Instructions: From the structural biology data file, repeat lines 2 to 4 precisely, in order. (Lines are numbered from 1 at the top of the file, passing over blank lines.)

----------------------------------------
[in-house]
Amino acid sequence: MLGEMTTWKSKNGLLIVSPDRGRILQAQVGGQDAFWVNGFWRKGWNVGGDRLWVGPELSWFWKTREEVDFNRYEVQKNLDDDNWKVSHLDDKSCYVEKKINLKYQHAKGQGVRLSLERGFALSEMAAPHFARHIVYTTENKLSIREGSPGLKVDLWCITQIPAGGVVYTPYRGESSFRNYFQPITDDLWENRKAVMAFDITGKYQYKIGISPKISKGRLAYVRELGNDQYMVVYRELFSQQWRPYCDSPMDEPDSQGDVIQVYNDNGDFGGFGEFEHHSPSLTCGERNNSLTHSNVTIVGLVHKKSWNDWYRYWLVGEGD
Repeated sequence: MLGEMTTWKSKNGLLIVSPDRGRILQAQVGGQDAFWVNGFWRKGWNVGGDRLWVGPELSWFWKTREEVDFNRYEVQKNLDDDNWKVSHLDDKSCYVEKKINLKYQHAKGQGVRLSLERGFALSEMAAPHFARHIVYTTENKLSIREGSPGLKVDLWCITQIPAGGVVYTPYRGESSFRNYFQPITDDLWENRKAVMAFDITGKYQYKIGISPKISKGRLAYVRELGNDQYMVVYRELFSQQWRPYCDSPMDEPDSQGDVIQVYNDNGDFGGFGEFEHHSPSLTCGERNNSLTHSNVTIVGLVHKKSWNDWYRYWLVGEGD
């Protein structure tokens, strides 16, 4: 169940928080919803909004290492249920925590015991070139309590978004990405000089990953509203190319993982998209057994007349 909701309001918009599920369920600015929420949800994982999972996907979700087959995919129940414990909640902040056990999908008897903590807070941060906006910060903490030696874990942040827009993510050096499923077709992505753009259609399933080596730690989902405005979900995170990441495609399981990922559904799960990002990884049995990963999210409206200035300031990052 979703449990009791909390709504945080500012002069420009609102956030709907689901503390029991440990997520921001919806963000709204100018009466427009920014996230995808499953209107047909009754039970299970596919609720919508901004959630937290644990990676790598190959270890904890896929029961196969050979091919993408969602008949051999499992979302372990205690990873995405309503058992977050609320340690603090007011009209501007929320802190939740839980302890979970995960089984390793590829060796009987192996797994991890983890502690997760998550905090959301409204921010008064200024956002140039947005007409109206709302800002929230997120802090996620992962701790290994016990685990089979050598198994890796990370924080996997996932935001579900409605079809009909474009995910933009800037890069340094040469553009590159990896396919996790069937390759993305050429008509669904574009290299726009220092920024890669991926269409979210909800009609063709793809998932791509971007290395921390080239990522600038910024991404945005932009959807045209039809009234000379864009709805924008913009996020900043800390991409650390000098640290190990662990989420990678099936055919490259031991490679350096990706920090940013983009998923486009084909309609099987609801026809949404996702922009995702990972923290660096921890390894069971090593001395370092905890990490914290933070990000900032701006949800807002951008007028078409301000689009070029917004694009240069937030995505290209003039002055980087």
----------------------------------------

Amino acid sequence: MLGEMTTWKSKNGLLIVSPDRGRILQAQVGGQDAFWVNGFWRKGWNVGGDRLWVGPELSWFWKTREEVDFNRYEVQKNLDDDNWKVSHLDDKSCYVEKKINLKYQHAKGQGVRLSLERGFALSEMAAPHFARHIVYTTENKLSIREGSPGLKVDLWCITQIPAGGVVYTPYRGESSFRNYFQPITDDLWENRKAVMAFDITGKYQYKIGISPKISKGRLAYVRELGNDQYMVVYRELFSQQWRPYCDSPMDEPDSQGDVIQVYNDNGDFGGFGEFEHHSPSLTCGERNNSLTHSNVTIVGLVHKKSWNDWYRYWLVGEGD
Repeated sequence: MLGEMTTWKSKNGLLIVSPDRGRILQAQVGGQDAFWVNGFWRKGWNVGGDRLWVGPELSWFWKTREEVDFNRYEVQKNLDDDNWKVSHLDDKSCYVEKKINLKYQHAKGQGVRLSLERGFALSEMAAPHFARHIVYTTENKLSIREGSPGLKVDLWCITQIPAGGVVYTPYRGESSFRNYFQPITDDLWENRKAVMAFDITGKYQYKIGISPKISKGRLAYVRELGNDQYMVVYRELFSQQWRPYCDSPMDEPDSQGDVIQVYNDNGDFGGFGEFEHHSPSLTCGERNNSLTHSNVTIVGLVHKKSWNDWYRYWLVGEGD
């Protein structure tokens, strides 16, 4: 169940928080919803909004290492249920925590015991070139309590978004990405000089990953509203190319993982998209057994007349 909701309001918009599920369920600015929420949800994982999972996907979700087959995919129940414990909640902040056990999908008897903590807070941060906006910060903490030696874990942040827009993510050096499923077709992505753009259609399933080596730690989902405005979900995170990441495609399981990922559904799960990002990884049995990963999210409206200035300031990052 979703449990009791909390709504945080500012002069420009609102956030709907689901503390029991440990997520921001919806963000709204100018009466427009920014996230995808499953209107047909009754039970299970596919609720919508901004959630937290644990990676790598190959270890904890896929029961196969050979091919993408969602008949051999499992979302372990205690990873995405309503058992977050609320340690603090007011009209501007929320802190939740839980302890979970995960089984390793590829060796009987192996797994991890983890502690997760998550905090959301409204921010008064200024956002140039947005007409109206709302800002929230997120802090996620992962701790290994016990685990089979050598198994890796990370924080996997996932935001579900409605079809009909474009995910933009800037890069340094040469553009590159990896396919996790069937390759993305050429008509669904574009290299726009220092920024890669991926269409979210909800009609063709793809998932791509971007290395921390080239990522600038910024991404945005932009959807045209039809009234000379864009709805924008913009996020900043800390991409650390000098640290190990662990989420990678099936055919490259031991490679350096990706920090940013983009998923486009084909309609099987609801026809949404996702922009995702990972923290660096921890390894069971090593001395370092905890990490914290933070990000900032701006949800807002951008007028078409301000689009070029917004694009240069937030995505290209003039002055980087």